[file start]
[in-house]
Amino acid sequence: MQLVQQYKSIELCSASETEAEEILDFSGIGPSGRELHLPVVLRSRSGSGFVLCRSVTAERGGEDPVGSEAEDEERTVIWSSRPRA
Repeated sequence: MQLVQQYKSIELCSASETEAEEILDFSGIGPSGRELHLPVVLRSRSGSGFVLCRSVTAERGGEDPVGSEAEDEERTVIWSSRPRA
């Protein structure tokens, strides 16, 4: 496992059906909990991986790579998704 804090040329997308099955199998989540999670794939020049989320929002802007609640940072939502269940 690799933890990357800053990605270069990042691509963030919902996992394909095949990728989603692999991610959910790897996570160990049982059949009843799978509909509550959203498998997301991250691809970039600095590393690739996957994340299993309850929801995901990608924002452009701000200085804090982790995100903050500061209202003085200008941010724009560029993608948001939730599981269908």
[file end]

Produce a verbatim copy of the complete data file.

[in-house]
Amino acid sequence: MQLVQQYKSIELCSASETEAEEILDFSGIGPSGRELHLPVVLRSRSGSGFVLCRSVTAERGGEDPVGSEAEDEERTVIWSSRPRA
Repeated sequence: MQLVQQYKSIELCSASETEAEEILDFSGIGPSGRELHLPVVLRSRSGSGFVLCRSVTAERGGEDPVGSEAEDEERTVIWSSRPRA
């Protein structure tokens, strides 16, 4: 496992059906909990991986790579998704 804090040329997308099955199998989540999670794939020049989320929002802007609640940072939502269940 690799933890990357800053990605270069990042691509963030919902996992394909095949990728989603692999991610959910790897996570160990049982059949009843799978509909509550959203498998997301991250691809970039600095590393690739996957994340299993309850929801995901990608924002452009701000200085804090982790995100903050500061209202003085200008941010724009560029993608948001939730599981269908």